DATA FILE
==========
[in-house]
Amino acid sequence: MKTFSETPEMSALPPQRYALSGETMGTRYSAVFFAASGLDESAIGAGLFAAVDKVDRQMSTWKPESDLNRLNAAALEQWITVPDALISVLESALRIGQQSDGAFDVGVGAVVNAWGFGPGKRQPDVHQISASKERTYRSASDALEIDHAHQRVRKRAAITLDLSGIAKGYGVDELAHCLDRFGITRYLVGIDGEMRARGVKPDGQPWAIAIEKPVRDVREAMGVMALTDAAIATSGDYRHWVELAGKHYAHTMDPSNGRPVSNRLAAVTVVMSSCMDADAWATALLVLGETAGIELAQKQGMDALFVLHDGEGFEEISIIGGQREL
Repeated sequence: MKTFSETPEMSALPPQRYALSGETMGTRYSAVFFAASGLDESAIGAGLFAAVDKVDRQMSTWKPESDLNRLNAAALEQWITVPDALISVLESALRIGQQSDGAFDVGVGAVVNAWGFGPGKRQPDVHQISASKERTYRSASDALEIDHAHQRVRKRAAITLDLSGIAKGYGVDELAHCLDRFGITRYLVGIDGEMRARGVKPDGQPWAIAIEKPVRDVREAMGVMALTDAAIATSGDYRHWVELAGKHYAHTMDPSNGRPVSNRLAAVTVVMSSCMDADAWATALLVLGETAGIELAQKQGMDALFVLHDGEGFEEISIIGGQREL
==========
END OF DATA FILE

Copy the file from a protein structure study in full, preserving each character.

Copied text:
[in-house]
Amino acid sequence: MKTFSETPEMSALPPQRYALSGETMGTRYSAVFFAASGLDESAIGAGLFAAVDKVDRQMSTWKPESDLNRLNAAALEQWITVPDALISVLESALRIGQQSDGAFDVGVGAVVNAWGFGPGKRQPDVHQISASKERTYRSASDALEIDHAHQRVRKRAAITLDLSGIAKGYGVDELAHCLDRFGITRYLVGIDGEMRARGVKPDGQPWAIAIEKPVRDVREAMGVMALTDAAIATSGDYRHWVELAGKHYAHTMDPSNGRPVSNRLAAVTVVMSSCMDADAWATALLVLGETAGIELAQKQGMDALFVLHDGEGFEEISIIGGQREL
Repeated sequence: MKTFSETPEMSALPPQRYALSGETMGTRYSAVFFAASGLDESAIGAGLFAAVDKVDRQMSTWKPESDLNRLNAAALEQWITVPDALISVLESALRIGQQSDGAFDVGVGAVVNAWGFGPGKRQPDVHQISASKERTYRSASDALEIDHAHQRVRKRAAITLDLSGIAKGYGVDELAHCLDRFGITRYLVGIDGEMRARGVKPDGQPWAIAIEKPVRDVREAMGVMALTDAAIATSGDYRHWVELAGKHYAHTMDPSNGRPVSNRLAAVTVVMSSCMDADAWATALLVLGETAGIELAQKQGMDALFVLHDGEGFEEISIIGGQREL